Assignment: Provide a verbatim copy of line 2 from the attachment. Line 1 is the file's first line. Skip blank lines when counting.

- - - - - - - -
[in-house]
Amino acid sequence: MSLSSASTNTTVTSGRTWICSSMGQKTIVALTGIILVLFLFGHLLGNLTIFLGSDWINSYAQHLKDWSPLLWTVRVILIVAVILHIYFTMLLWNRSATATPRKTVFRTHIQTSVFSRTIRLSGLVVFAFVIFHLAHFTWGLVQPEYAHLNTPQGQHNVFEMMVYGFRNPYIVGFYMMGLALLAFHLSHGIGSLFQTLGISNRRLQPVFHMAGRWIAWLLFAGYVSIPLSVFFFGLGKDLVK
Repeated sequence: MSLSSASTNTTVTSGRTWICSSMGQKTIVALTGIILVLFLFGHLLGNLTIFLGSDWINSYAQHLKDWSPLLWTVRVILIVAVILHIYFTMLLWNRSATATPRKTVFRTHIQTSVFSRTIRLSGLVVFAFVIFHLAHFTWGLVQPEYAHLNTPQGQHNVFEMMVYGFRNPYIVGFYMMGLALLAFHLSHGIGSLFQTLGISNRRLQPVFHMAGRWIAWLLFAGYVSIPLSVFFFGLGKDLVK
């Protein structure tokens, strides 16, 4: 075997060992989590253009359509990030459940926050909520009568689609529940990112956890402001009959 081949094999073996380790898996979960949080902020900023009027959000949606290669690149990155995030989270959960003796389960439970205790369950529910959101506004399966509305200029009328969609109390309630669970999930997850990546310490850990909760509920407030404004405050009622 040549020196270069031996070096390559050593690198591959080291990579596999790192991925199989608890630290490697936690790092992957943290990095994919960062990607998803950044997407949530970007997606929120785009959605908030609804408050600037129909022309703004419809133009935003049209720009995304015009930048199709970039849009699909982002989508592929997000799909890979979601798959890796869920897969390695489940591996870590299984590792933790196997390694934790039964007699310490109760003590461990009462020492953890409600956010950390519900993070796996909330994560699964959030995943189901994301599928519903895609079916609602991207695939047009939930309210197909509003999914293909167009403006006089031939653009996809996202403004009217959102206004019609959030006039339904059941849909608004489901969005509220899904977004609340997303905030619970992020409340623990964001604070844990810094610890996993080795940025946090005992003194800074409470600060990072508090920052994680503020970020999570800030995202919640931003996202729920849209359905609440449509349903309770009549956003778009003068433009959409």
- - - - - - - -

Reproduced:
Amino acid sequence: MSLSSASTNTTVTSGRTWICSSMGQKTIVALTGIILVLFLFGHLLGNLTIFLGSDWINSYAQHLKDWSPLLWTVRVILIVAVILHIYFTMLLWNRSATATPRKTVFRTHIQTSVFSRTIRLSGLVVFAFVIFHLAHFTWGLVQPEYAHLNTPQGQHNVFEMMVYGFRNPYIVGFYMMGLALLAFHLSHGIGSLFQTLGISNRRLQPVFHMAGRWIAWLLFAGYVSIPLSVFFFGLGKDLVK